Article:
While Andy Murray was winning Wimbledon and being crowned honorary prince of the British Empire (such as it is), Marion Bartoli was being dragged through the muck of the Twitter-verse.
The irony was apparent because, on the surface, Murray and Bartoli both did the exact same thing. They both won the most famous tennis singles event on the planet. They both beat extraordinarily worthy competitors to emerge victorious. They both appeared sincerely excited and humbled by the moment. They both have inspiring stories of hard work and disappointment that led to them to this, their Wimbledon-winning peak.
But Marion Bartoli has something else. She has morons, like John Inverdale (the Radio 5 live presenter), who equate being good with looking good and find her summarily wanting. She has assholes, like the Dan’s and Will’s of Twitter, who called her ugly, fat, and mannish. She has the weight [no pun intended] of an unrealistic set of expectations that female tennis players must be tall, thin, blonde, and beautiful in order to win. That “heterosexy” weight is one that all female athletes bear. It’s the weight that made bikinis the mandated uniform for Olympic beach volleyball. It’s the weight that focuses publicity not always on the best female athletes, but on the prettiest ones. It’s the weight felt by every girl who has ever felt the need to wear makeup to play a sport. It’s the weight felt by anyone and everyone who is different. It’s the weight the Williams sisters have made a career out of poking holes in.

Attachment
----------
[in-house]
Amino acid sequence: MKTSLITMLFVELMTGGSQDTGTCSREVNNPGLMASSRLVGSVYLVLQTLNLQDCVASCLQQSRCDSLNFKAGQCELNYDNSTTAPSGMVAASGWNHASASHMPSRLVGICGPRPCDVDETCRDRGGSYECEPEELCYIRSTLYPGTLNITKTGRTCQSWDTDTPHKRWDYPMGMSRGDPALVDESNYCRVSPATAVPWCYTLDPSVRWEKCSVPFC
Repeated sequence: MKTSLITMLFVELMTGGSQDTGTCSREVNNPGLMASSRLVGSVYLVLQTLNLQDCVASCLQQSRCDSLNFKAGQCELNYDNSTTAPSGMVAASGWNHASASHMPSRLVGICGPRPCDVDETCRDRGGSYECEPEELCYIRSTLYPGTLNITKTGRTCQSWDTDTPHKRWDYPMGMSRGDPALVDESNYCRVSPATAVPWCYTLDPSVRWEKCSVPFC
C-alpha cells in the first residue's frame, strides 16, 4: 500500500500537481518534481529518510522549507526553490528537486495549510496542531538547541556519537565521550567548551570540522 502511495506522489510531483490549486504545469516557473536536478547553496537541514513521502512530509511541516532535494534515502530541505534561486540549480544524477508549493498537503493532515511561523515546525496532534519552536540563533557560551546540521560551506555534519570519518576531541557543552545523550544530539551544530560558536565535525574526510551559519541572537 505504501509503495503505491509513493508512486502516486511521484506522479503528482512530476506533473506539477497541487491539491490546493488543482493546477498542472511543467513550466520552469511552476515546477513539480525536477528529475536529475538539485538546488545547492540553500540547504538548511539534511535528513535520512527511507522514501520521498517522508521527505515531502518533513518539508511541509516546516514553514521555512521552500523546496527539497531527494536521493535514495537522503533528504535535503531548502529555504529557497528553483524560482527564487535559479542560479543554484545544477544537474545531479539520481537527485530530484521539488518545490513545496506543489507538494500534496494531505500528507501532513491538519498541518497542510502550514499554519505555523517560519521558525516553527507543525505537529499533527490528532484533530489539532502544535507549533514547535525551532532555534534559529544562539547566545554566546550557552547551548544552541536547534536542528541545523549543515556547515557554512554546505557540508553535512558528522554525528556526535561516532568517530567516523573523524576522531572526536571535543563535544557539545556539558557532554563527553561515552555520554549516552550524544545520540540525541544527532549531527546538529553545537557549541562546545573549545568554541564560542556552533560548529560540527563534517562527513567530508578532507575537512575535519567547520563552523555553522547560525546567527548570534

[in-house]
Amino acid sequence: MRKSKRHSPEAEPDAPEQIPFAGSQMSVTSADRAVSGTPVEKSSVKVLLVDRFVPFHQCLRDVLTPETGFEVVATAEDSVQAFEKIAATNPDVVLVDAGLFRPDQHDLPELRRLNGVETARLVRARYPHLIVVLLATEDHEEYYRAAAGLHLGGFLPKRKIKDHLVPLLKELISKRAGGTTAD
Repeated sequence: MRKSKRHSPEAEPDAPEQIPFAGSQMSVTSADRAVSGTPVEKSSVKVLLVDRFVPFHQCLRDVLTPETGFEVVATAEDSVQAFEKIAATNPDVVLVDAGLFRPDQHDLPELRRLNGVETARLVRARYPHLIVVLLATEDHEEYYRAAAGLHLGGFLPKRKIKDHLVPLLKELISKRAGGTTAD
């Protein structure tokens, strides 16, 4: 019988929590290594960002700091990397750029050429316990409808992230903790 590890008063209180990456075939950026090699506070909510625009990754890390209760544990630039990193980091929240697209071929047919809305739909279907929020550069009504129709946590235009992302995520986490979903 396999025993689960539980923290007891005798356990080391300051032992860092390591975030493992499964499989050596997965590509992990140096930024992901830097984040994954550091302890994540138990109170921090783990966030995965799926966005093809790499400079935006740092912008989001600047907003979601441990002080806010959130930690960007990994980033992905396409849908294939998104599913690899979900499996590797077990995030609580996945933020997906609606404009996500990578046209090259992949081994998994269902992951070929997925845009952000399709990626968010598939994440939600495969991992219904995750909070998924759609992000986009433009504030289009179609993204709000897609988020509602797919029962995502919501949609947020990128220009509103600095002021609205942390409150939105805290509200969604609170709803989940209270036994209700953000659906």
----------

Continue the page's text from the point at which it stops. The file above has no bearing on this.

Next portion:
It’s also the weight felt by athletes, like Sabine Lisicki (the player who lost to Bartoli), who are constantly reduced because of their looks. Players like her, like Anna Kournikova, and like Maria Sharapova did not ask to be born to conform to some ridiculous standard of beauty. And when commentators and advertisers focus on that rather than their skill, they are reduced to mere sex-objects.
Some commentators have felt the need to point out that Bartoli is, in fact, pretty. I think they’re missing the point. The point is that there is literally no reason why anyone should care whether Bartoli is pretty or not. SHE JUST WON THE BIGGEST TENNIS TOURNAMENT ON THE PLANET. She should be sweaty. She should be grinning her ass off. She should be celebrated as an incredible athlete, and being an incredible athlete has nothing to do with how one looks.
That, at the end of the day, is the biggest problem with Inverdale’s comments. He said, “Do you think that Bartoli’s dad told her when she was little, ‘You’re never going to be a looker, you’ll never be a Sharapova, so you have to be scrappy and fight’?” He also said, in earlier remarks, that Bartoli is “an incredible role model for people who aren’t born with all the attributes of natural athletes.”
Tanya Gold at The Guardian responded to the latter comment perfectly when she said “I would have thought that winning Wimbledon displayed all the attributes of a natural athlete …” Inverdale missed the point completely. When he said “attributes of natural athletes” he meant “tall, blonde, sexually desirable to him.” That, as far as I know, has nothing to do with athletic prowess, which is why none of the commentators at the men’s match mentioned it with regard to Murray.
No, Bartoli will never be Sharapova. She will never be massively tall, nor, short of hair bleach, blonde. But Inverdale equates Sharapova’s looks with skill, and that is nothing short of ridiculous. No, Bartoli will never look like Sharapova. But that doesn’t mean she can’t play better than her.
Written by Samantha Jaffe